I ordered "Sweety Drop" pepper seeds, also known as Biquinho. They're tiny peppers the size of a fingernail that are both hot and sweet. You most often see them pickled in jars or at antipasto bars.
4 months later I've come to find out that the 3 Sweety Drop plants I grew are in fact, random hot Thai chili peppers. And they aren't even the same. All 3 are different varieties of hot peppers. None of which are Sweety Drop.
The broccoli has done beautifully. No complaints about the broccoli. I already have 4 servings of broccoli cheddar soup in the freezer for winter and another 2 heads to roast for the winter as well.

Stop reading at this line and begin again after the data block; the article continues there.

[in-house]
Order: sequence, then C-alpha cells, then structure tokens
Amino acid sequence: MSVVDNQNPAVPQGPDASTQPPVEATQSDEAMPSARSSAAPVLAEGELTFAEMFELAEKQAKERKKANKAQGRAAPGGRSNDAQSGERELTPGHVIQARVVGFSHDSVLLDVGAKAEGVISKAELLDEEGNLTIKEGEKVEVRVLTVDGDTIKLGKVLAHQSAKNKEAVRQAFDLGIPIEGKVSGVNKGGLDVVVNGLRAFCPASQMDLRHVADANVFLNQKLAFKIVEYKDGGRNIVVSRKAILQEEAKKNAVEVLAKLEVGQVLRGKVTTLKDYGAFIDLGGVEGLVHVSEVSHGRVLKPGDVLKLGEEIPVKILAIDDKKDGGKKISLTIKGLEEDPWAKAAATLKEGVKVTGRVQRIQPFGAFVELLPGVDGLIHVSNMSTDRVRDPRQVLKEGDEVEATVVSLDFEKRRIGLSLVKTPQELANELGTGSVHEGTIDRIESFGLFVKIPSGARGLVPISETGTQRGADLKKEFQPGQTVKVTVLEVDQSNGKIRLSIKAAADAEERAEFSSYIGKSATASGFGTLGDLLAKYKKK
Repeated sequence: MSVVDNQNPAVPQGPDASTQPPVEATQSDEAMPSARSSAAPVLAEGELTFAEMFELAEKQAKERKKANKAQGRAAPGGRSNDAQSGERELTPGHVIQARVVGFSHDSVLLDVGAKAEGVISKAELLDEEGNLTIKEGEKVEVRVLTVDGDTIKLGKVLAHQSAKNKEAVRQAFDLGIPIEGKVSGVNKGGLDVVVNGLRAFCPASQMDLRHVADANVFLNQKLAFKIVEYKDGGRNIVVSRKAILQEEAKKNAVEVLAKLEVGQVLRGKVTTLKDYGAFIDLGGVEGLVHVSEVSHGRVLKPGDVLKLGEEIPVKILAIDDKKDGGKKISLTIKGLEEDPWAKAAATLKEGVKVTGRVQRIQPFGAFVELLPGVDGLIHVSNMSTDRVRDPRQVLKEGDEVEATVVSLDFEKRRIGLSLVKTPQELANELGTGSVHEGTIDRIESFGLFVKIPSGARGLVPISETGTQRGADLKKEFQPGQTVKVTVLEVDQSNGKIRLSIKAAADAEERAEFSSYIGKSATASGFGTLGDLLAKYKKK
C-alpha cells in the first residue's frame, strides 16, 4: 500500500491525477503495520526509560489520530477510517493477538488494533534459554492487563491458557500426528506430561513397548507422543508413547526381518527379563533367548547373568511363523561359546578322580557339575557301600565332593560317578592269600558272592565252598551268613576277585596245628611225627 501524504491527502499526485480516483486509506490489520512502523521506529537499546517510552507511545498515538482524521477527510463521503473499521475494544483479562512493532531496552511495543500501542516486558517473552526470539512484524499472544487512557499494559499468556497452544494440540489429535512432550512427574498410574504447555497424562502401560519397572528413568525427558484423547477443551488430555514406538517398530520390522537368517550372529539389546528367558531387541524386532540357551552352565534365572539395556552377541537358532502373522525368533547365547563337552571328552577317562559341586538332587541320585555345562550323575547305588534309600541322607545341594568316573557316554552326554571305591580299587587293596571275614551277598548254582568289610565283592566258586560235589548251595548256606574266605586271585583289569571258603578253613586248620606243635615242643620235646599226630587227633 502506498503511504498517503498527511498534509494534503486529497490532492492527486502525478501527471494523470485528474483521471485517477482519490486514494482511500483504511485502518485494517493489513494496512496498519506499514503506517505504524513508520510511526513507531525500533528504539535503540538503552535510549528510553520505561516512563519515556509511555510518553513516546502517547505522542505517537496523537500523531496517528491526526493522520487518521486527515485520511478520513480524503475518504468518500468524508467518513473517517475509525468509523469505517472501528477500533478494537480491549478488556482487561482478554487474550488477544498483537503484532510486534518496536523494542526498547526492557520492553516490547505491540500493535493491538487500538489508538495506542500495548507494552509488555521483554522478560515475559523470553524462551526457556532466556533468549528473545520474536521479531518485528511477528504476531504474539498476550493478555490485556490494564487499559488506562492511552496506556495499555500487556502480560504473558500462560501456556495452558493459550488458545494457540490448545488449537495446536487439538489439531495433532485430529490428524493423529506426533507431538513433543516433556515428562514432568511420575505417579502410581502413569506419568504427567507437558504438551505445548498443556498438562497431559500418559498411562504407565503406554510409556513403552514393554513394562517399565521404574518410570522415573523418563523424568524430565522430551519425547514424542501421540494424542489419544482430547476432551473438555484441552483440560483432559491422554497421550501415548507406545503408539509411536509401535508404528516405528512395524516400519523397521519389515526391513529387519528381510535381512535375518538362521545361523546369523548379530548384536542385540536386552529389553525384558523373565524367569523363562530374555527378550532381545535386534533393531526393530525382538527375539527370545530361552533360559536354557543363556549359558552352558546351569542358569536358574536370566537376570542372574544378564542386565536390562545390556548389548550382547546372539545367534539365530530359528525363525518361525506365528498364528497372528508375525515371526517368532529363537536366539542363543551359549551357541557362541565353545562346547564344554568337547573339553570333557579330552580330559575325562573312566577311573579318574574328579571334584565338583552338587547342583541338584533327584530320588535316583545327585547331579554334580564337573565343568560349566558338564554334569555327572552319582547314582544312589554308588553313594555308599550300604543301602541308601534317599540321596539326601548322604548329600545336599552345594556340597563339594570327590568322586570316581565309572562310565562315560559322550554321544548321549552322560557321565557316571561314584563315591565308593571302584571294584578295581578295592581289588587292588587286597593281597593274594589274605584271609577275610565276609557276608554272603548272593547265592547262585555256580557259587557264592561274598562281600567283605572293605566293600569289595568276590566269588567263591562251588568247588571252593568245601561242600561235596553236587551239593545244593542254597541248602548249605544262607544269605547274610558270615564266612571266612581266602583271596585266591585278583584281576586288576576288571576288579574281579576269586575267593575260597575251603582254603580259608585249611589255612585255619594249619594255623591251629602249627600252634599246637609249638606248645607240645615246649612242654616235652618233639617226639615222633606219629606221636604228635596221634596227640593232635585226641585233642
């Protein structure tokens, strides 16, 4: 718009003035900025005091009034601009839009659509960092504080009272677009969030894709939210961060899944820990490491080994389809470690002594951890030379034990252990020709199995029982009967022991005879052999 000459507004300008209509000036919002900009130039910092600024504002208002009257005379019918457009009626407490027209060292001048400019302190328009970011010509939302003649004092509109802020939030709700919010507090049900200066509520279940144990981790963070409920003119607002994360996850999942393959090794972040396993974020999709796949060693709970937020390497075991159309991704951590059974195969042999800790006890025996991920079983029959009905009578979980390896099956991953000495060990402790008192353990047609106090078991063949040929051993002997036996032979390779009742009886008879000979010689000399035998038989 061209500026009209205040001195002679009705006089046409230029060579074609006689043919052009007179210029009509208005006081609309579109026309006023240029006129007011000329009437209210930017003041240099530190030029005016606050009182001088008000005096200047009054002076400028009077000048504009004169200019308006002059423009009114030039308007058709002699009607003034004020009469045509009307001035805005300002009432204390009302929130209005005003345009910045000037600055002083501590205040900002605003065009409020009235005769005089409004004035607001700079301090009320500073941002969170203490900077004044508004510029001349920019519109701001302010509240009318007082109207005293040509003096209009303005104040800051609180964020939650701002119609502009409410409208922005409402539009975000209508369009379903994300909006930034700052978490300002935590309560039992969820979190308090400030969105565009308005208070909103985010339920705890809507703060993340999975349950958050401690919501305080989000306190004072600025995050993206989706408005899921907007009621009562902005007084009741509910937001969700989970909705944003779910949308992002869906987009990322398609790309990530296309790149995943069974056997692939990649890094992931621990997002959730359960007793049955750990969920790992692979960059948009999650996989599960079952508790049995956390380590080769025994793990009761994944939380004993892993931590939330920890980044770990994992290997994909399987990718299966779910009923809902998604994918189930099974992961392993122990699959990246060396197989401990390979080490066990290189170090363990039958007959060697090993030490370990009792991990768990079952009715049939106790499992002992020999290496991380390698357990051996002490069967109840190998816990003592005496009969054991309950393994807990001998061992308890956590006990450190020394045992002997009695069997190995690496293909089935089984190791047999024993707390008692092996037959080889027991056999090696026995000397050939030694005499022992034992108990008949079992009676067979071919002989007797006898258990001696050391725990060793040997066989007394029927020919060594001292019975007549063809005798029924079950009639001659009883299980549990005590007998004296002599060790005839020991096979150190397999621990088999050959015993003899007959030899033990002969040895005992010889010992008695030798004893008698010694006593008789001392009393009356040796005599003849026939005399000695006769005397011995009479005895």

When you cut the head off of your broccoli plant don't abandon it! It will continue to put out shoots of small broccoli heads/florets.
The same is true for cabbage. Cut the cabbage hear the base of the soil and 2 or 3 small new cabbages will sprout from the stem. THESE second cabbage heads are actually a much more manageable size.
Tomato row is succumbing to blight as it usually does this time of year but plants are still generally healthy and the tomatoes are coming in.
You can see the string trellis method for the tomatoes I'm always blabbing about below.
Tomato Varieties I'm Growing
San Marzano (paste tomato)
Juliet (pictured below)
A couple of random heirlooms - I won't know what they are until they ripen, lol.
Pests and Problems
Every year it's a struggle. You are not alone. Even with my experience, my tricks, my hoop houses ... I always have failures.